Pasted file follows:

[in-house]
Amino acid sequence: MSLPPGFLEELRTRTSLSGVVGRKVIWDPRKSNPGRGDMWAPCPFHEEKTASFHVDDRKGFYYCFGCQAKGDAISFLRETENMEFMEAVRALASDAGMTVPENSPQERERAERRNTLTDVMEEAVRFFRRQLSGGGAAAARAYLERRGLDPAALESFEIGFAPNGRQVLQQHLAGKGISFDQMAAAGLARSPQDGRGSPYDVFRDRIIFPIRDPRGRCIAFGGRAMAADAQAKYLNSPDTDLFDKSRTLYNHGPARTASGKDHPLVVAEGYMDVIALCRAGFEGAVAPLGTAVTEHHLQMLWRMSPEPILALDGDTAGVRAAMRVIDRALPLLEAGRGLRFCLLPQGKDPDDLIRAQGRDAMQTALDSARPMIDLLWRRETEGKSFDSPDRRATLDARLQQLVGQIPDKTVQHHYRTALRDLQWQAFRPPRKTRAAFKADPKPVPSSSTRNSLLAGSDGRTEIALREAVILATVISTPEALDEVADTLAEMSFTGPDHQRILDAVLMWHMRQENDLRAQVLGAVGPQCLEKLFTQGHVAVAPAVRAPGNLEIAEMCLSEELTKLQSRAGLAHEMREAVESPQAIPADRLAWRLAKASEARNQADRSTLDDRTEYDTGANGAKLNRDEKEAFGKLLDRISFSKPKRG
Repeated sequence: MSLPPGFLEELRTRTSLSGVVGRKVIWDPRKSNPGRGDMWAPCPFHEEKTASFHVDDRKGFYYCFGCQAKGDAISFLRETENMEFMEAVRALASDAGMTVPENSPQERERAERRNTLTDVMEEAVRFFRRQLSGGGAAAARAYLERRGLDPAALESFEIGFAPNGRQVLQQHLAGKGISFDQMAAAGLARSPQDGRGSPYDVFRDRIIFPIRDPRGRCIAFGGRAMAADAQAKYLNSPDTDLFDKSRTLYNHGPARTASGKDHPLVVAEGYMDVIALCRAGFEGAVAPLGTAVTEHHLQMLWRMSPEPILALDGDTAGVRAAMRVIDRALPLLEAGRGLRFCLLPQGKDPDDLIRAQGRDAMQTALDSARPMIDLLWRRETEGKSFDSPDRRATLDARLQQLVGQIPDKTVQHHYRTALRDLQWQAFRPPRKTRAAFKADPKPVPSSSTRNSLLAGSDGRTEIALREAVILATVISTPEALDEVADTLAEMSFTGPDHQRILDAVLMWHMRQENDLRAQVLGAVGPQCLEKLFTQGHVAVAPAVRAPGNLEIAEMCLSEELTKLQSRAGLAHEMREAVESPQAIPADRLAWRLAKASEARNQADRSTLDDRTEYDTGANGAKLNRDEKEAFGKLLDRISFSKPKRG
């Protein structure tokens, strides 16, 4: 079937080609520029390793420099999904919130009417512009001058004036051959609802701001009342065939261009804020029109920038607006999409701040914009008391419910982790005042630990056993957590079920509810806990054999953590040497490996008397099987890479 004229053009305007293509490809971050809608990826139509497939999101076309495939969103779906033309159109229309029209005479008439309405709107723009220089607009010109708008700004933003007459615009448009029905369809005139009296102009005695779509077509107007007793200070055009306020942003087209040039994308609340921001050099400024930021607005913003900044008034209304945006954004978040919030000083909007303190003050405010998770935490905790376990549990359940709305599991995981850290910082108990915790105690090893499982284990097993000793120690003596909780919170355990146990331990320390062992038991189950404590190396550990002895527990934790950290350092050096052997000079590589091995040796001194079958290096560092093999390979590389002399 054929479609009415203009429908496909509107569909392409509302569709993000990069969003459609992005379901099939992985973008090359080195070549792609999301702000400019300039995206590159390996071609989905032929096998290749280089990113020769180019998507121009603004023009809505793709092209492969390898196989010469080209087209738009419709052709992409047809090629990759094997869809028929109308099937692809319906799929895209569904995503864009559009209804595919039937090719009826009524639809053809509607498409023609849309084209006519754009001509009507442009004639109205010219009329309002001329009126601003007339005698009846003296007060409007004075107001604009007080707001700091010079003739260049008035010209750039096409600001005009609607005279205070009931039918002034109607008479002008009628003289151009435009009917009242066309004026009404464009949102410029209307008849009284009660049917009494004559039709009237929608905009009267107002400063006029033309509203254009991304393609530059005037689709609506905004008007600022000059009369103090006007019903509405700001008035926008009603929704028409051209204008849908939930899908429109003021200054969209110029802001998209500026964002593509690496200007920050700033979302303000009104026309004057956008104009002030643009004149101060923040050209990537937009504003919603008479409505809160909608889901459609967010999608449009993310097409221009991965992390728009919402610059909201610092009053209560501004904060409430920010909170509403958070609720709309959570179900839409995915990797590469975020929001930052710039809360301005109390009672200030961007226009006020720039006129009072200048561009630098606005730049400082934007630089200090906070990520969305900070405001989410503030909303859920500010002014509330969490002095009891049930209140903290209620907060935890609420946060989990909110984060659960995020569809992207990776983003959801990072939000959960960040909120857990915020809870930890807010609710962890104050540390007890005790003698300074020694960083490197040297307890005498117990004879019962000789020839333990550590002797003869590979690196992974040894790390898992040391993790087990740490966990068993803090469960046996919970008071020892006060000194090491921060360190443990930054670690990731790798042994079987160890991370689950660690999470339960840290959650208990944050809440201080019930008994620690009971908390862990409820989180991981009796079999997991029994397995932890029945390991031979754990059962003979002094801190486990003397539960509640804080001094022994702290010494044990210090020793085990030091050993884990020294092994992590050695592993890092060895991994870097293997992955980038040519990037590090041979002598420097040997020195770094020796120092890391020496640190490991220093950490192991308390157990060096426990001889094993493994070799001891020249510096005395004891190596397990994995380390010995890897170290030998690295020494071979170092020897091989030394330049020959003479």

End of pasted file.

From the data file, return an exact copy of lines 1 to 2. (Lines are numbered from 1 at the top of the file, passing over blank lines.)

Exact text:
[in-house]
Amino acid sequence: MSLPPGFLEELRTRTSLSGVVGRKVIWDPRKSNPGRGDMWAPCPFHEEKTASFHVDDRKGFYYCFGCQAKGDAISFLRETENMEFMEAVRALASDAGMTVPENSPQERERAERRNTLTDVMEEAVRFFRRQLSGGGAAAARAYLERRGLDPAALESFEIGFAPNGRQVLQQHLAGKGISFDQMAAAGLARSPQDGRGSPYDVFRDRIIFPIRDPRGRCIAFGGRAMAADAQAKYLNSPDTDLFDKSRTLYNHGPARTASGKDHPLVVAEGYMDVIALCRAGFEGAVAPLGTAVTEHHLQMLWRMSPEPILALDGDTAGVRAAMRVIDRALPLLEAGRGLRFCLLPQGKDPDDLIRAQGRDAMQTALDSARPMIDLLWRRETEGKSFDSPDRRATLDARLQQLVGQIPDKTVQHHYRTALRDLQWQAFRPPRKTRAAFKADPKPVPSSSTRNSLLAGSDGRTEIALREAVILATVISTPEALDEVADTLAEMSFTGPDHQRILDAVLMWHMRQENDLRAQVLGAVGPQCLEKLFTQGHVAVAPAVRAPGNLEIAEMCLSEELTKLQSRAGLAHEMREAVESPQAIPADRLAWRLAKASEARNQADRSTLDDRTEYDTGANGAKLNRDEKEAFGKLLDRISFSKPKRG